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[Design of Analog CMOS Integrated Circuits by Razavi]

Can someone explain to me why in Fig 3.71, if M1 and M2 have the same dimensions, that it is equivalent to a single transistor with 2L and same W? I don't understand.

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Below is the layout of a single nmos transistor it consists of a polysilicon gate with a piece of n type material on either side. It has a width W and length L. These terms are often confused, L refers to the length of the channel from one side to the other and W is the width of the channel from the top to the bottom of the device as drawn.

Single Transistor

Now lets wire two of these in series. The interconnect is represented by simple lines in reality it typically involves metal layers and vias.

Two in series

We can move these together and combine the n regions in the middle into one region. This is very commonly done in silicon design.

Two in series combined

As the gates are common we can go ahead and move the two gate regions together forming a single transistor of length 2l and width w.

Final Result 2l

As a first order approximation comparing the properties of transistors in one technology, the properties of the transistor are dependant only on W L and the voltage gradient across the gate. Looking at the steps above these are maintained throughout the merger process.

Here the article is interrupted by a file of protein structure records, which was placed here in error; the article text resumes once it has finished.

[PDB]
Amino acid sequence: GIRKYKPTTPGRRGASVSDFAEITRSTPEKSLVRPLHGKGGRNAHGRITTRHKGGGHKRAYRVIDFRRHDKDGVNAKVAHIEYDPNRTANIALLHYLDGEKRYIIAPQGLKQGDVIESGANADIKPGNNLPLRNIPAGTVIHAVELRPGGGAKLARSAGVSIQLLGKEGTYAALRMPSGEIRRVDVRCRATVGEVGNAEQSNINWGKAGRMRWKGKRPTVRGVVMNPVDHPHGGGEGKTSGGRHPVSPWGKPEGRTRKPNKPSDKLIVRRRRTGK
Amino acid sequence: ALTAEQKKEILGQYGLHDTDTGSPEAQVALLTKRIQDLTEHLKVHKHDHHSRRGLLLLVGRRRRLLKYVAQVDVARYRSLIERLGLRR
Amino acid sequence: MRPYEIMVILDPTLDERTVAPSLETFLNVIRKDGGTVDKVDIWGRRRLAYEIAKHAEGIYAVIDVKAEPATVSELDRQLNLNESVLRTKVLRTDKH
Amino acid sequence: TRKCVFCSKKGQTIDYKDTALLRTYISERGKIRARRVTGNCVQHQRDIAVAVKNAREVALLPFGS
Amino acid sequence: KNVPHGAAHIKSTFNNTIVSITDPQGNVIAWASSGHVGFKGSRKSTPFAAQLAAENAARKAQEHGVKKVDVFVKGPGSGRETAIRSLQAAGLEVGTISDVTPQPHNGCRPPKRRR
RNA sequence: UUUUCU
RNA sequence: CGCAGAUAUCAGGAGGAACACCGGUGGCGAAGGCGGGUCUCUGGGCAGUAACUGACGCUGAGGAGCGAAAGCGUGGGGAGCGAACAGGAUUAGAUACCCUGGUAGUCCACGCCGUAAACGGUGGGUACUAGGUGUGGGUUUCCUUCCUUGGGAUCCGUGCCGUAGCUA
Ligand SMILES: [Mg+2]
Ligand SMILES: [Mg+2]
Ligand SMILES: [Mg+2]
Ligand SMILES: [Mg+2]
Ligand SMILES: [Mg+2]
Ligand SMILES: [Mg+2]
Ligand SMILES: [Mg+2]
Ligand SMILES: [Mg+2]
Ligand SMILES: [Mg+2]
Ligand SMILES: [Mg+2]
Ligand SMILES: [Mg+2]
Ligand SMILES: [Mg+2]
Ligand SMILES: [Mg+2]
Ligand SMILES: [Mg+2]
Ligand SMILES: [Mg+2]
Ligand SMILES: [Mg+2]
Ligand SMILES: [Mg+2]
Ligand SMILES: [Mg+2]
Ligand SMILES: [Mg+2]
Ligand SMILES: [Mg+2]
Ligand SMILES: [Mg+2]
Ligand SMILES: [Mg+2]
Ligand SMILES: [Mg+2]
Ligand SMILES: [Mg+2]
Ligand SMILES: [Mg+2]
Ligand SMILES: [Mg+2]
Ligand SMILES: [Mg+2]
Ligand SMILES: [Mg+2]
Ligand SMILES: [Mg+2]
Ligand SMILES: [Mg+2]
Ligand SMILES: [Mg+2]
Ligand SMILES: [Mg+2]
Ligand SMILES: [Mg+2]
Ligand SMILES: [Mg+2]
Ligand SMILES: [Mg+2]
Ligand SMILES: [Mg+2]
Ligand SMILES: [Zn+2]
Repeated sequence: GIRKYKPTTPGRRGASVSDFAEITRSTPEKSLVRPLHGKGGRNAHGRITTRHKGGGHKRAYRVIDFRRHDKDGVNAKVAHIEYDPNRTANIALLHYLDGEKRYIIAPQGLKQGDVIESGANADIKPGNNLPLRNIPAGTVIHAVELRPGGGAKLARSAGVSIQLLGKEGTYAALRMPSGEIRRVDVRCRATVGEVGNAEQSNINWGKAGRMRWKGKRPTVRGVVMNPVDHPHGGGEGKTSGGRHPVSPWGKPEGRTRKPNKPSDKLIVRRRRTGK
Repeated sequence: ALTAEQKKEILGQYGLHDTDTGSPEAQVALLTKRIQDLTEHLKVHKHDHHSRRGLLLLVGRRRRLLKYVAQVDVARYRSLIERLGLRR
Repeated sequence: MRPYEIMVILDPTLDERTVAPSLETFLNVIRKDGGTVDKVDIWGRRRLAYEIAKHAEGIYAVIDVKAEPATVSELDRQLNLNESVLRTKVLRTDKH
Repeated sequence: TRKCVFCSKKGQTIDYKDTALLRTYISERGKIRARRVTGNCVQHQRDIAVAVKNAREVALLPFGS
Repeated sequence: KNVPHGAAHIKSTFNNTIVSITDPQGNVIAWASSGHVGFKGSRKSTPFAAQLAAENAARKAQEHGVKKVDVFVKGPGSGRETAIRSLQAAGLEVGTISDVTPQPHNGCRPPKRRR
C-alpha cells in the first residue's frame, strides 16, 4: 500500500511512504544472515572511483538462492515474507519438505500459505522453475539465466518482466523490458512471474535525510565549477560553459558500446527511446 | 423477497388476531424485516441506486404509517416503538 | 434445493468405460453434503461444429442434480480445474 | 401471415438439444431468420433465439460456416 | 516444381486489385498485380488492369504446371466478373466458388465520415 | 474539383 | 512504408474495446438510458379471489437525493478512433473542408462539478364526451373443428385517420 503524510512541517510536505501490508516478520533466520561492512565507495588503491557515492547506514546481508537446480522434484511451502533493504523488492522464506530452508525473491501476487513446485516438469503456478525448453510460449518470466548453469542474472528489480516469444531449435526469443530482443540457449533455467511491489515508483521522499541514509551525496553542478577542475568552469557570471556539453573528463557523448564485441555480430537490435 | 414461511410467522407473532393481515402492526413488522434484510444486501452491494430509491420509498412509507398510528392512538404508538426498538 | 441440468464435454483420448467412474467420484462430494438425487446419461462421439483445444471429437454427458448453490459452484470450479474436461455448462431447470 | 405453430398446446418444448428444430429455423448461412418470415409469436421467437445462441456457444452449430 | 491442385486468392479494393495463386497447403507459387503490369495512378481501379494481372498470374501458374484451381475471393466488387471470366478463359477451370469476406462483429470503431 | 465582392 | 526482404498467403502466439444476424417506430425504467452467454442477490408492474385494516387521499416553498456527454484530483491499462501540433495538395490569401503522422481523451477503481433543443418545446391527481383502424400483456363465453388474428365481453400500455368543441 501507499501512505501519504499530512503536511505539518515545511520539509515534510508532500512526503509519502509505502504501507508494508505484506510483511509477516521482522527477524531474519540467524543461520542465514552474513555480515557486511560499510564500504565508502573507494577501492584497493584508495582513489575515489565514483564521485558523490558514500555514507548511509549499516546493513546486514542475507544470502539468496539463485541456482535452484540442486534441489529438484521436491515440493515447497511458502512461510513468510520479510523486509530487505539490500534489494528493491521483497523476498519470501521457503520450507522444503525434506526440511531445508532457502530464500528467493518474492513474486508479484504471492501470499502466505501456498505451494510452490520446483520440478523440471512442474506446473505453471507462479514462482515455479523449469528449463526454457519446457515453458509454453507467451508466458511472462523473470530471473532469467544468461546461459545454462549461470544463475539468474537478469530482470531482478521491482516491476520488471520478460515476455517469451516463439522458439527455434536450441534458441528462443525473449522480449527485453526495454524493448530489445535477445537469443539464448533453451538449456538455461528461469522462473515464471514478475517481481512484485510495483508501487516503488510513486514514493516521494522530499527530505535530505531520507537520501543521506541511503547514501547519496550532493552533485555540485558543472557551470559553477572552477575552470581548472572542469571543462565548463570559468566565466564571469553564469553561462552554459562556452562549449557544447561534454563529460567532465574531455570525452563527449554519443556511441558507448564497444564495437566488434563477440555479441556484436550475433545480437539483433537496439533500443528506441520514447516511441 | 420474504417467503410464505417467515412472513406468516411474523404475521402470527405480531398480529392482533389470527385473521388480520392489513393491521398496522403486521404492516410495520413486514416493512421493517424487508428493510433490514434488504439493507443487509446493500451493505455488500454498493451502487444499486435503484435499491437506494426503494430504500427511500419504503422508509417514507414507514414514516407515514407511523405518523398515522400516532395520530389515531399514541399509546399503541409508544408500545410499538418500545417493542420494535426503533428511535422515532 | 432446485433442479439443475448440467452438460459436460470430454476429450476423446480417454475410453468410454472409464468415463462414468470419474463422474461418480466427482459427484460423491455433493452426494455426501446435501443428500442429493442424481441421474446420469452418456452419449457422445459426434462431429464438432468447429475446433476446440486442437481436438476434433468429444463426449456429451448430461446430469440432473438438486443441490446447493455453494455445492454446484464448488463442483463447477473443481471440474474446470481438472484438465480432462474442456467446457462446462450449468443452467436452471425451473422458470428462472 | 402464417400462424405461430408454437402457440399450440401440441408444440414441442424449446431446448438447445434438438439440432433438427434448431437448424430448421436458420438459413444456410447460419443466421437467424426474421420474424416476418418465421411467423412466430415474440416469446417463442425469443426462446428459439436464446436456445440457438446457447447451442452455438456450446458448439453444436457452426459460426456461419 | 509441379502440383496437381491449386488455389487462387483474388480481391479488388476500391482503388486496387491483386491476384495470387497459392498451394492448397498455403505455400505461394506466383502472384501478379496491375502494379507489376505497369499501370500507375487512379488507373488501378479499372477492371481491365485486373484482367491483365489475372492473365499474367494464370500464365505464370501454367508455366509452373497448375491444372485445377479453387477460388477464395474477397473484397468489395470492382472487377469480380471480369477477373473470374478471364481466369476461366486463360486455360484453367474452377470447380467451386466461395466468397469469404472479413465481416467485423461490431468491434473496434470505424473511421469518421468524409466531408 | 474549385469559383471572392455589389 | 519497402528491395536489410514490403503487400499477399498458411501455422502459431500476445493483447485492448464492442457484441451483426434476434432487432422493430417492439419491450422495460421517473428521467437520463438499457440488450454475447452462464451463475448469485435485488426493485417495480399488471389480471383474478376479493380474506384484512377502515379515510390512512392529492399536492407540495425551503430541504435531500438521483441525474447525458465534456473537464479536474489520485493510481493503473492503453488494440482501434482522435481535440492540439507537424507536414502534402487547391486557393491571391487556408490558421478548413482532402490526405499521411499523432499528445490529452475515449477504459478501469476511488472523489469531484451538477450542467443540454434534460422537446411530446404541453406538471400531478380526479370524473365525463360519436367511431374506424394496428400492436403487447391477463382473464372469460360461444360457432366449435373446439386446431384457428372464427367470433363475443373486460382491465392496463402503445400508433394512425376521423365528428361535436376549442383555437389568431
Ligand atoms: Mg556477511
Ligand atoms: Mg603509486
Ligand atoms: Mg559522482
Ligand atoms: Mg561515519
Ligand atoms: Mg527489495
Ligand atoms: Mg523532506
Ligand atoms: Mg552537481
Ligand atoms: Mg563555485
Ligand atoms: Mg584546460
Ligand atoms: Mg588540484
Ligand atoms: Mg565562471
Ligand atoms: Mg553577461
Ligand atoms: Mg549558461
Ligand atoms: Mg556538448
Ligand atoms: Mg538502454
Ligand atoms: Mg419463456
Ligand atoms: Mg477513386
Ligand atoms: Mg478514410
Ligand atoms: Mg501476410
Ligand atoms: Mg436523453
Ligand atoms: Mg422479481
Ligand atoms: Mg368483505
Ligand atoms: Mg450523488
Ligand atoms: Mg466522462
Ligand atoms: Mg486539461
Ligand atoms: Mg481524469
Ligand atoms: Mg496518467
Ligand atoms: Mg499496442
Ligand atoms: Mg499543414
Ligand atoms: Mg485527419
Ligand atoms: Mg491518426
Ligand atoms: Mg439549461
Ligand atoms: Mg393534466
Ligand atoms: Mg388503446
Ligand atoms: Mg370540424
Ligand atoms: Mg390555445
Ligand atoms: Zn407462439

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  • \$\begingroup\$ Fantastic answer and step by step illustration!! \$\endgroup\$ Sep 3, 2022 at 18:57
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    \$\begingroup\$ The question refers to the “poor man’s cascode” where the top transistor would have a lower threshold voltage to keep the bottom transistor saturated—not sure you can combine them in that case. Also, considering second order effects and identical transistors, I think a single long fet would have less overlap capacitance and junction leakage. \$\endgroup\$
    – DavidG25
    Sep 9, 2022 at 15:39

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